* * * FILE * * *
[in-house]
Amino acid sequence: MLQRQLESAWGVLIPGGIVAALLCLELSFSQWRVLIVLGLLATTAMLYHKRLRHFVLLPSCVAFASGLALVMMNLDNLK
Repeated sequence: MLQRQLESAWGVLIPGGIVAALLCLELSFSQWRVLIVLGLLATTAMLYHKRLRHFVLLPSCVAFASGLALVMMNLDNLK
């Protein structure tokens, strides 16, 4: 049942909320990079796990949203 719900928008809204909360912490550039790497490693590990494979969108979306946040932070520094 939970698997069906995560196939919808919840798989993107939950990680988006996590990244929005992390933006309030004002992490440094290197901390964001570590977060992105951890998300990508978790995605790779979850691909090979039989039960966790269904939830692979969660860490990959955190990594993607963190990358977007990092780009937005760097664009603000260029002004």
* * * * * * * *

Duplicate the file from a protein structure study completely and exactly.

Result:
[in-house]
Amino acid sequence: MLQRQLESAWGVLIPGGIVAALLCLELSFSQWRVLIVLGLLATTAMLYHKRLRHFVLLPSCVAFASGLALVMMNLDNLK
Repeated sequence: MLQRQLESAWGVLIPGGIVAALLCLELSFSQWRVLIVLGLLATTAMLYHKRLRHFVLLPSCVAFASGLALVMMNLDNLK
């Protein structure tokens, strides 16, 4: 049942909320990079796990949203 719900928008809204909360912490550039790497490693590990494979969108979306946040932070520094 939970698997069906995560196939919808919840798989993107939950990680988006996590990244929005992390933006309030004002992490440094290197901390964001570590977060992105951890998300990508978790995605790779979850691909090979039989039960966790269904939830692979969660860490990959955190990594993607963190990358977007990092780009937005760097664009603000260029002004």